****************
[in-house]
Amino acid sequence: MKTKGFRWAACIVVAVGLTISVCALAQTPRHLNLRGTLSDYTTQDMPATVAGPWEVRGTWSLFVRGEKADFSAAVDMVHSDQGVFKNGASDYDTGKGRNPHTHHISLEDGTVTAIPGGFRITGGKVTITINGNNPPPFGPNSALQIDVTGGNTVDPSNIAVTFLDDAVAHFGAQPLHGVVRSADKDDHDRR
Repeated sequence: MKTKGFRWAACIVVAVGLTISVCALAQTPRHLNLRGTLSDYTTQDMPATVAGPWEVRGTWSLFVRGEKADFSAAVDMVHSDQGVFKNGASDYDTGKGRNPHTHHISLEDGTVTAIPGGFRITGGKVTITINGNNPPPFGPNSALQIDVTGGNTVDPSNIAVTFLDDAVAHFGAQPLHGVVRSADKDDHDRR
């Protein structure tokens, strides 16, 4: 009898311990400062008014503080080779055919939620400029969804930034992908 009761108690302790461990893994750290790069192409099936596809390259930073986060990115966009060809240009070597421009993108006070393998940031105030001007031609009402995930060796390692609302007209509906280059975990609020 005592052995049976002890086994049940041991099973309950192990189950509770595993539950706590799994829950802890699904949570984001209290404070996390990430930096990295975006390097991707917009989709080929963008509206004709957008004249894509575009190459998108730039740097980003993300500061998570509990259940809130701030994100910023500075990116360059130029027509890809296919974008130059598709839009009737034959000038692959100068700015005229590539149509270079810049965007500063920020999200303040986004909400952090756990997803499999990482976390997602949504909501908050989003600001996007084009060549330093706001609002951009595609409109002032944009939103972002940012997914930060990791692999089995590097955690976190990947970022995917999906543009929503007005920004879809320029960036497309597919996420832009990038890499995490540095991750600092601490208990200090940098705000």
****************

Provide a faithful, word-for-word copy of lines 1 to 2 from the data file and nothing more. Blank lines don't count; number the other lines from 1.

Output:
[in-house]
Amino acid sequence: MKTKGFRWAACIVVAVGLTISVCALAQTPRHLNLRGTLSDYTTQDMPATVAGPWEVRGTWSLFVRGEKADFSAAVDMVHSDQGVFKNGASDYDTGKGRNPHTHHISLEDGTVTAIPGGFRITGGKVTITINGNNPPPFGPNSALQIDVTGGNTVDPSNIAVTFLDDAVAHFGAQPLHGVVRSADKDDHDRR